The Mississippi Senate Highway Study Committee’s search for answers to funding upkeep of roads and bridges may well end in Arkansas, where voters last year approved a half-penny, 10-year sales tax projected to raise $1.8 billion for highway projects.
Committee Chair Willie Simmons, a Cleveland Democrat, has not declared a front runner in the recommendations the study panel will make to the full Legislature in January. But the heads of two key stakeholder groups – farmers and poultry processors – are quick to cite the Arkansas solution as a possible fix for catching up with unmet road and bridge maintenance.
“I have heard several things that I think are workable,” said Randy Knight, president of the Mississippi Farm Bureau Federation.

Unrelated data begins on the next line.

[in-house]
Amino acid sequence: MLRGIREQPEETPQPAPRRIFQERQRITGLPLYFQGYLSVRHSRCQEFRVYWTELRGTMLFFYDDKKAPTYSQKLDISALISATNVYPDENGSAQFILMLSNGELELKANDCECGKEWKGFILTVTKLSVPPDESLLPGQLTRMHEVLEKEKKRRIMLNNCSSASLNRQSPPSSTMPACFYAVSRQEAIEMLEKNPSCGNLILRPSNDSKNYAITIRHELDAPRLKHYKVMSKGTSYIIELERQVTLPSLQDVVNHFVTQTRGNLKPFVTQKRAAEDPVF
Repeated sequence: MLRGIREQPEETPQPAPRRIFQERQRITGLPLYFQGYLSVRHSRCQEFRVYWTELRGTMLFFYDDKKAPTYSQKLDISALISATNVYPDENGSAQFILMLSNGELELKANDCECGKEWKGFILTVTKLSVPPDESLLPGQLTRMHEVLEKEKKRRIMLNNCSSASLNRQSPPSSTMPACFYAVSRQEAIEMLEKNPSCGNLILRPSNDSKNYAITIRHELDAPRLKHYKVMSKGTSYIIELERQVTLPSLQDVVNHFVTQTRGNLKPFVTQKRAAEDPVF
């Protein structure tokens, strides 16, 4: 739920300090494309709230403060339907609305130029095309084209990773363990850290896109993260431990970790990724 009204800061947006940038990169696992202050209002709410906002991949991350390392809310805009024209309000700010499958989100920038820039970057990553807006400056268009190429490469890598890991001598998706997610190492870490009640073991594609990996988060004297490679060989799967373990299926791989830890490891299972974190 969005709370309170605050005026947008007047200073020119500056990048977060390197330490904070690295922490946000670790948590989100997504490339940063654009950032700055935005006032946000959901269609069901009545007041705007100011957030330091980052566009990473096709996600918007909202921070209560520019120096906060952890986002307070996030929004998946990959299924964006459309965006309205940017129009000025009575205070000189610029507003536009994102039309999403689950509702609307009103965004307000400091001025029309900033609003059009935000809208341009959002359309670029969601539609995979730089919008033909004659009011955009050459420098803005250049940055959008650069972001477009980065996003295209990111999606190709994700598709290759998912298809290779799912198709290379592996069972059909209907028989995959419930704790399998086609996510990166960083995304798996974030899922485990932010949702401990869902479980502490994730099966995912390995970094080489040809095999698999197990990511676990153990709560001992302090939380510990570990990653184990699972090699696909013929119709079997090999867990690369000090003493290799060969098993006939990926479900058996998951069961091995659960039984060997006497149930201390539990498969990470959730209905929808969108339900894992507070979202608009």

Arkansas’ half-cent sales tax is appealing because “it kind of gets everybody,” he said, and it expires after 10 years.
Mark Leggett, president of the Mississippi Poultry Association, attributed the November 2012 passage of the Arkansas sales tax to creation of Mississippi’s Senate’s Highway Study Committee, a task force made up of members of both the Senate and House and representatives of transportation-dependent industries as well as citizen stakeholders.
Leggett said Arkansas’ success “added a lot of oomph” to a campaign for a dedicated source of transportation maintenance money led by Dick Hall, Mississippi Department of Transportation Central District commissioner.